Photo credit: Dieu Nalio Chery/AP

There is a lot of corruption going on in the world, but not at FIFA, no siree. Since numerous top officials were arrested two years ago, and longtime president Sepp Blatter was ousted and replaced by the much chiller Gianni Infantino, one might assume that FIFA now takes corruption and ethics seriously and that things are getting better, right?

At FIFA’s world congress in Bahrain this week, a council led by Infantino failed to reappoint Cornel Borbély and Hans Joachim Eckert—FIFA’s top prosecutor and judge, respectively—to additional four-year terms. Swiss lawyer Borbély has been the chairman of FIFA’s ethics committee since 2015, while German judge Eckert has headed up its adjudicatory body since 2012.

Eckert and Borbély are the ones who banned former FIFA president and former FIFA secretary general Jerome Valcke, and were leading cases against numerous other FIFA officials accused of bribery and corruption. In a statement, they blasted the decision:

“The successors of both chairmen will have to familiarize themselves with the dossiers and the processes,” Eckert and Borbely said in a statement. “The non-election will lead to long delays in current investigations and proceedings, and complicate the prosecution of violations of the code of ethics.

“It appears that the heads of FIFA have attached greater weight to their own and political interests, than to the long-term interests of FIFA. They have accepted jeopardizing FIFA’s integrity, and, hence, the future of the game.”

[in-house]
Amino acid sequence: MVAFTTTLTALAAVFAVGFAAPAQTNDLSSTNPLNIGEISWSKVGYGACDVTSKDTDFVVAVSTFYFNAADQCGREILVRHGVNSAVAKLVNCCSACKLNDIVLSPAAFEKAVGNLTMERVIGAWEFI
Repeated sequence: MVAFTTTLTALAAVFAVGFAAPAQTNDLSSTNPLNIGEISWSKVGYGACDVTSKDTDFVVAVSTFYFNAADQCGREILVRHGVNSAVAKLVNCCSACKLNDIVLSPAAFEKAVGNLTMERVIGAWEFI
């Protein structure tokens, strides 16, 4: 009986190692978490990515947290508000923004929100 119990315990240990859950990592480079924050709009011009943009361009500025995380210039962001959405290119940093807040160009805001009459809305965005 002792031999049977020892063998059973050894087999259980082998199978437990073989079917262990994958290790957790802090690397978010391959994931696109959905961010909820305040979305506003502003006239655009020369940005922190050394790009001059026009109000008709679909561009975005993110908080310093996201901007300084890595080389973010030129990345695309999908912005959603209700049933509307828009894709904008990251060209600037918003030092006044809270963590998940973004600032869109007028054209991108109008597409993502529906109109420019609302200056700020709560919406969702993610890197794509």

It wasn’t like Eckert was necessarily a tenacious watchdog. He authored the summary of an investigation that cleared Russia and Qatar of engaging in corruption to win the 2018 and 2022 World Cups. Afterwards, Michael J. Garcia—the American lawyer who led the investigation of Russia and Qatar and wrote a 432-page report—blasted the summary by Eckert as not representative of his findings, and quit. Borbély replaced Garcia.

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The pair also cleared Infantino of charges that he misused personal jets.

Additionally, Bloomberg reports that the chairman of FIFA’s governance committee, Miguel Maduro, was fired, and that NYU professor Joseph Weiler quit the committee in protest of the firing. Maduro was blocking Vitaly Mutko from a seat on FIFA’s ruling council because Mutko is also a Russian deputy prime minister, and therefore his appointment violates FIFA’s rules on political neutrality. But Russia hosts next year’s World Cup, and so of course FIFA is appeasing them rather than sticking to its own rules.

Numerous media organizations have reported on these changes to FIFA’s various committees, and many of those reports have been critical. So what does Infantino think of it all? Fake news. Fake news!

Addressing his second congress of soccer nations as FIFA president, Infantino on Thursday invoked the rhetoric favored by U.S. President Donald Trump to take on his critics by also lambasting experts who “miserably failed” and promoting his “football first” agenda.

Infantino later acknowledged he could not support his “fake news” outburst with supporting facts.

Soccer is good, but FIFA is bad. Same as it ever was.